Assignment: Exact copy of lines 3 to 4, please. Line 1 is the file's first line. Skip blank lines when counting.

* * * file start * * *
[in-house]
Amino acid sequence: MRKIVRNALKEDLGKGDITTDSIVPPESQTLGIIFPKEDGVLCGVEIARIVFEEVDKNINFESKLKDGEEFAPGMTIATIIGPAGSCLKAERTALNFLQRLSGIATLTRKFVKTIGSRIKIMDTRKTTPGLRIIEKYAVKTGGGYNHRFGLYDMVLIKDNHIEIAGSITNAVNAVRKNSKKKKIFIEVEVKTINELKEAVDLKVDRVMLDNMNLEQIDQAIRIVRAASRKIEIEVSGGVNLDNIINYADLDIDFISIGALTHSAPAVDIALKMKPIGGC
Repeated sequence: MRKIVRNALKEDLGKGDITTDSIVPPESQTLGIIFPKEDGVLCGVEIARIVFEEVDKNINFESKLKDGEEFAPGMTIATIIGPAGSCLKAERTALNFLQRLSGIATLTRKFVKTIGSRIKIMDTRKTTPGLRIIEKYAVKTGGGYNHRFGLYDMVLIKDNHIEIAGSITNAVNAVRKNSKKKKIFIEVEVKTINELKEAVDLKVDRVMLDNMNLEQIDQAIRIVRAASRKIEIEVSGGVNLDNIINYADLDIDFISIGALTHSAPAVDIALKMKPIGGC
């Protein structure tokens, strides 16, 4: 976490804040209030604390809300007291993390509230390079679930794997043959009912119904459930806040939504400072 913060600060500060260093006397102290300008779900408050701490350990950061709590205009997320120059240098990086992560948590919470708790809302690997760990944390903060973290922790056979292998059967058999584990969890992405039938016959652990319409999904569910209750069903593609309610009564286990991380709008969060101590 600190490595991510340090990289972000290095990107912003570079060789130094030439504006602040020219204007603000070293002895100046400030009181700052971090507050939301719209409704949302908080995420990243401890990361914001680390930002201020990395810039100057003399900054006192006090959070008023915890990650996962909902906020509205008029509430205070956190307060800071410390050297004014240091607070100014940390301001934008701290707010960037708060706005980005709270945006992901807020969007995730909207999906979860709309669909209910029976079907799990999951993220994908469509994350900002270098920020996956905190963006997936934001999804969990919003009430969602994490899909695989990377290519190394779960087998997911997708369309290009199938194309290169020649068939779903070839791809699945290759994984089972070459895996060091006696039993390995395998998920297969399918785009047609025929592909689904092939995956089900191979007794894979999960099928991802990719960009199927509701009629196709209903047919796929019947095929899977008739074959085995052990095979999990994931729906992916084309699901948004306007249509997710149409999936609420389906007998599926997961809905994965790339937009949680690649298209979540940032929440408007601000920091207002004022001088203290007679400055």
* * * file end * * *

Repeated sequence: MRKIVRNALKEDLGKGDITTDSIVPPESQTLGIIFPKEDGVLCGVEIARIVFEEVDKNINFESKLKDGEEFAPGMTIATIIGPAGSCLKAERTALNFLQRLSGIATLTRKFVKTIGSRIKIMDTRKTTPGLRIIEKYAVKTGGGYNHRFGLYDMVLIKDNHIEIAGSITNAVNAVRKNSKKKKIFIEVEVKTINELKEAVDLKVDRVMLDNMNLEQIDQAIRIVRAASRKIEIEVSGGVNLDNIINYADLDIDFISIGALTHSAPAVDIALKMKPIGGC
């Protein structure tokens, strides 16, 4: 976490804040209030604390809300007291993390509230390079679930794997043959009912119904459930806040939504400072 913060600060500060260093006397102290300008779900408050701490350990950061709590205009997320120059240098990086992560948590919470708790809302690997760990944390903060973290922790056979292998059967058999584990969890992405039938016959652990319409999904569910209750069903593609309610009564286990991380709008969060101590 600190490595991510340090990289972000290095990107912003570079060789130094030439504006602040020219204007603000070293002895100046400030009181700052971090507050939301719209409704949302908080995420990243401890990361914001680390930002201020990395810039100057003399900054006192006090959070008023915890990650996962909902906020509205008029509430205070956190307060800071410390050297004014240091607070100014940390301001934008701290707010960037708060706005980005709270945006992901807020969007995730909207999906979860709309669909209910029976079907799990999951993220994908469509994350900002270098920020996956905190963006997936934001999804969990919003009430969602994490899909695989990377290519190394779960087998997911997708369309290009199938194309290169020649068939779903070839791809699945290759994984089972070459895996060091006696039993390995395998998920297969399918785009047609025929592909689904092939995956089900191979007794894979999960099928991802990719960009199927509701009629196709209903047919796929019947095929899977008739074959085995052990095979999990994931729906992916084309699901948004306007249509997710149409999936609420389906007998599926997961809905994965790339937009949680690649298209979540940032929440408007601000920091207002004022001088203290007679400055």